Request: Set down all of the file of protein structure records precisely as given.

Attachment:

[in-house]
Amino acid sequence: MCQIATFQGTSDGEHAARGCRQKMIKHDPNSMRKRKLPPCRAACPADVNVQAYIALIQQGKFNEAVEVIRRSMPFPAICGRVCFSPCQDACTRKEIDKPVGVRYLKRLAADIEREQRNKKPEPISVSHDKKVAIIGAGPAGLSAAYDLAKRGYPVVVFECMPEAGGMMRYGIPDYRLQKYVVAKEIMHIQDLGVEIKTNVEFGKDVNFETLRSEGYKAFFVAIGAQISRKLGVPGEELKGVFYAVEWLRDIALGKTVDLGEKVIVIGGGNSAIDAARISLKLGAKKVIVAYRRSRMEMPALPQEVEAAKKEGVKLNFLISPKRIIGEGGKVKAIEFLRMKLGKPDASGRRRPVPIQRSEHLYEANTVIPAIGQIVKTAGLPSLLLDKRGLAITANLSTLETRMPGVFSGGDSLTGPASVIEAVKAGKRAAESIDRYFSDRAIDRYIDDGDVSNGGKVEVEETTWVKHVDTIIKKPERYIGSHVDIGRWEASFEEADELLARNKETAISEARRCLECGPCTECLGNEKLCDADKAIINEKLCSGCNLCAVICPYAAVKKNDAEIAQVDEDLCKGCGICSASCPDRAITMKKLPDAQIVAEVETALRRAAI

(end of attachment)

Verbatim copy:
[in-house]
Amino acid sequence: MCQIATFQGTSDGEHAARGCRQKMIKHDPNSMRKRKLPPCRAACPADVNVQAYIALIQQGKFNEAVEVIRRSMPFPAICGRVCFSPCQDACTRKEIDKPVGVRYLKRLAADIEREQRNKKPEPISVSHDKKVAIIGAGPAGLSAAYDLAKRGYPVVVFECMPEAGGMMRYGIPDYRLQKYVVAKEIMHIQDLGVEIKTNVEFGKDVNFETLRSEGYKAFFVAIGAQISRKLGVPGEELKGVFYAVEWLRDIALGKTVDLGEKVIVIGGGNSAIDAARISLKLGAKKVIVAYRRSRMEMPALPQEVEAAKKEGVKLNFLISPKRIIGEGGKVKAIEFLRMKLGKPDASGRRRPVPIQRSEHLYEANTVIPAIGQIVKTAGLPSLLLDKRGLAITANLSTLETRMPGVFSGGDSLTGPASVIEAVKAGKRAAESIDRYFSDRAIDRYIDDGDVSNGGKVEVEETTWVKHVDTIIKKPERYIGSHVDIGRWEASFEEADELLARNKETAISEARRCLECGPCTECLGNEKLCDADKAIINEKLCSGCNLCAVICPYAAVKKNDAEIAQVDEDLCKGCGICSASCPDRAITMKKLPDAQIVAEVETALRRAAI